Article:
Instead, I’m writing this in an RV passing through North Dakota. I woke up in a Walmart parking lot. I saw Old Faithful. This year I will do a million things. None of which I ever envisioned. They’re not your typical high school experience.
None of us are having the typical high school experience. Whether it’s wearing masks, staying home and staring at a computer instead of dragging yourself out of bed to go to school, or missing out on much-loved sports practices or theatre productions, high school is not going the way we had hoped. And dangit, but do I miss going to concerts, packed shoulder to shoulder with a wall of people, fist pumping, excited face… but that’s another story. Maybe some of us have even lost someone to the pandemic, and to you, I am deeply sorry, because this shouldn’t have happened. It shouldn’t have happened, but it did, and all of our lives have changed in radical ways. The past six months have been world-changing for everybody. We’re still figuring out how to cope.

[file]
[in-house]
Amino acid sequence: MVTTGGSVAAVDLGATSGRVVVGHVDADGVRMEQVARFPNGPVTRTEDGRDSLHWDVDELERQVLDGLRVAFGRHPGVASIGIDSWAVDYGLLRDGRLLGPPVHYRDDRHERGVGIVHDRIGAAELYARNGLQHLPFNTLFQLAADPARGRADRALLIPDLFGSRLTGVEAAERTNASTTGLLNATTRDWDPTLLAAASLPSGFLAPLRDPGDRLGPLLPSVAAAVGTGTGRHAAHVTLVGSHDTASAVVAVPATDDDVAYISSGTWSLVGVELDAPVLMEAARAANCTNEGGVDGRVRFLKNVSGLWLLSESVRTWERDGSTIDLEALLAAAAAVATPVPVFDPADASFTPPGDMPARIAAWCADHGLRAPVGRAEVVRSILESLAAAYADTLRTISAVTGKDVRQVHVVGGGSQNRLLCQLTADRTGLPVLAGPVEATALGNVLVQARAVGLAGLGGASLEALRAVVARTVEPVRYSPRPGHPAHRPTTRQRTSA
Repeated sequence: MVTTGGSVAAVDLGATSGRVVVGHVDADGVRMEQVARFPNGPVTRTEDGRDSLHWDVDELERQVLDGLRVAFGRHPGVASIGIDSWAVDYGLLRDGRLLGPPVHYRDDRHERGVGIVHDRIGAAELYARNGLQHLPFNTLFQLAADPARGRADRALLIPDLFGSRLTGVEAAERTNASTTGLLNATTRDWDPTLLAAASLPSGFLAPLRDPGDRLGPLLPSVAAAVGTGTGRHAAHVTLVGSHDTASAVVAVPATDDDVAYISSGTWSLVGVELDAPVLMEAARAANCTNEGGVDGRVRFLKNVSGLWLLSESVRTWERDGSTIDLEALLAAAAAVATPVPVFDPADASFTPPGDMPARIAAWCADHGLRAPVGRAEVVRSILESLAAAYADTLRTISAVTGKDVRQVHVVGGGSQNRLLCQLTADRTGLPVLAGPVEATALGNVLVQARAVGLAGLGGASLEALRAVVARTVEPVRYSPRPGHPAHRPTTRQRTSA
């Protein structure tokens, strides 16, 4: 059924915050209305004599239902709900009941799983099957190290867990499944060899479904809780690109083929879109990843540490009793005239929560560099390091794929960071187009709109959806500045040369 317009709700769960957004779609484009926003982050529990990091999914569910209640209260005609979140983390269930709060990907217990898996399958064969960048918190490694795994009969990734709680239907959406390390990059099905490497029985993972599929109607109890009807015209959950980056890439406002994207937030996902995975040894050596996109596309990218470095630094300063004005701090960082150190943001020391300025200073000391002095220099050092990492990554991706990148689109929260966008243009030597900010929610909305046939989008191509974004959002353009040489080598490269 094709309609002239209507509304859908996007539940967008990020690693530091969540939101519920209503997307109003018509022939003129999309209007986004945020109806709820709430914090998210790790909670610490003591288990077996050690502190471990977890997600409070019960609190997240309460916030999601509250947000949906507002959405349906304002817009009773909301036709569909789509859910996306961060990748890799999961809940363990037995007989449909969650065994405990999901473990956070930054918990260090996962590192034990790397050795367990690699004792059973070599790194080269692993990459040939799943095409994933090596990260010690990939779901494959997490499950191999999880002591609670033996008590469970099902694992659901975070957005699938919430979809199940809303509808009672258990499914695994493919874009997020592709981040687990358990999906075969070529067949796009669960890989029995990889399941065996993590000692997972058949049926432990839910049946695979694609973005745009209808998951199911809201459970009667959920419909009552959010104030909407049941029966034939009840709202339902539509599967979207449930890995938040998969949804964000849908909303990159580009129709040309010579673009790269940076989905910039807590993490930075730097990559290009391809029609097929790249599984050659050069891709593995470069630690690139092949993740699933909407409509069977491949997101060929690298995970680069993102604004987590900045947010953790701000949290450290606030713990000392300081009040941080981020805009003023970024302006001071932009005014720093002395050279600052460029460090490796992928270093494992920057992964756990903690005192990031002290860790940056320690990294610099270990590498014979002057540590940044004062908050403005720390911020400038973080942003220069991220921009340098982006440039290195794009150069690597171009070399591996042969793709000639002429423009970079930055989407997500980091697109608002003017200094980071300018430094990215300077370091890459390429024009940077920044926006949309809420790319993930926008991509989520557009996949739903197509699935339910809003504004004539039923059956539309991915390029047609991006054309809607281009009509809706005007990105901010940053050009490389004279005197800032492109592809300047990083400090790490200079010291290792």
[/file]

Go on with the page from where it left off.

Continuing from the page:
My family’s way of coping, I guess, is to pack up all our worldly belongings (almost) and hit the road for three months. So we can be together no matter what happens. So we remember what it’s like to be a family. So we know that family is what matters the most in the whole wide world. Today, as I write this staring at windmills against the North Dakota blue sky, as I remember Wyoming’s yellow canyons and South Dakota sunrises and Idaho hot tubs, I am grateful for one thing, and family, that’s you. I love you to the ends of the earth. Or maybe, from Missouri to Idaho to Maine and back. That’s a bit more realistic.